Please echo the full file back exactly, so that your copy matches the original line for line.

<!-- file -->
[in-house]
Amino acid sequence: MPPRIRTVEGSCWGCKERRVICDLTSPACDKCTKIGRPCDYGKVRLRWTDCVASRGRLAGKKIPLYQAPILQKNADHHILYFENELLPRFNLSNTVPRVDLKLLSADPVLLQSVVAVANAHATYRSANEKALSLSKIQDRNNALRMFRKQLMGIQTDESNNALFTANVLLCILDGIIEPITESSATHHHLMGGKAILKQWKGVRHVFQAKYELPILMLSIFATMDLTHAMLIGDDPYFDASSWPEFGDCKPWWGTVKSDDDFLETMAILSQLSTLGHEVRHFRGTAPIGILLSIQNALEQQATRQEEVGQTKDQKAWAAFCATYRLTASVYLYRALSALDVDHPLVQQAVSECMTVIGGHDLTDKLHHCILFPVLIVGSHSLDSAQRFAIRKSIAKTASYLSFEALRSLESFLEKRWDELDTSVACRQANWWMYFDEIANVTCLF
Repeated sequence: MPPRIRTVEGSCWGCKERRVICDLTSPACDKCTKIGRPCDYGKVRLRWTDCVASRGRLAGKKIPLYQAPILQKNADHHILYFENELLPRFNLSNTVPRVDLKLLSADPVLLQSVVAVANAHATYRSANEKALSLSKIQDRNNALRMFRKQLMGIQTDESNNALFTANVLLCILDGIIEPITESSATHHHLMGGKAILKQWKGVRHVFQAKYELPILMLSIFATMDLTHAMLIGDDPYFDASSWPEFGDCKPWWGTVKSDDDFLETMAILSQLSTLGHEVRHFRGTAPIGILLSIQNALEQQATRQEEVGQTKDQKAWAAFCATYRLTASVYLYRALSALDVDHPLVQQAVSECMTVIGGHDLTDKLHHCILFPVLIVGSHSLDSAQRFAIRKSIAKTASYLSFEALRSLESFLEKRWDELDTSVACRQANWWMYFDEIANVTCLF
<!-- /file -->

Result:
[in-house]
Amino acid sequence: MPPRIRTVEGSCWGCKERRVICDLTSPACDKCTKIGRPCDYGKVRLRWTDCVASRGRLAGKKIPLYQAPILQKNADHHILYFENELLPRFNLSNTVPRVDLKLLSADPVLLQSVVAVANAHATYRSANEKALSLSKIQDRNNALRMFRKQLMGIQTDESNNALFTANVLLCILDGIIEPITESSATHHHLMGGKAILKQWKGVRHVFQAKYELPILMLSIFATMDLTHAMLIGDDPYFDASSWPEFGDCKPWWGTVKSDDDFLETMAILSQLSTLGHEVRHFRGTAPIGILLSIQNALEQQATRQEEVGQTKDQKAWAAFCATYRLTASVYLYRALSALDVDHPLVQQAVSECMTVIGGHDLTDKLHHCILFPVLIVGSHSLDSAQRFAIRKSIAKTASYLSFEALRSLESFLEKRWDELDTSVACRQANWWMYFDEIANVTCLF
Repeated sequence: MPPRIRTVEGSCWGCKERRVICDLTSPACDKCTKIGRPCDYGKVRLRWTDCVASRGRLAGKKIPLYQAPILQKNADHHILYFENELLPRFNLSNTVPRVDLKLLSADPVLLQSVVAVANAHATYRSANEKALSLSKIQDRNNALRMFRKQLMGIQTDESNNALFTANVLLCILDGIIEPITESSATHHHLMGGKAILKQWKGVRHVFQAKYELPILMLSIFATMDLTHAMLIGDDPYFDASSWPEFGDCKPWWGTVKSDDDFLETMAILSQLSTLGHEVRHFRGTAPIGILLSIQNALEQQATRQEEVGQTKDQKAWAAFCATYRLTASVYLYRALSALDVDHPLVQQAVSECMTVIGGHDLTDKLHHCILFPVLIVGSHSLDSAQRFAIRKSIAKTASYLSFEALRSLESFLEKRWDELDTSVACRQANWWMYFDEIANVTCLF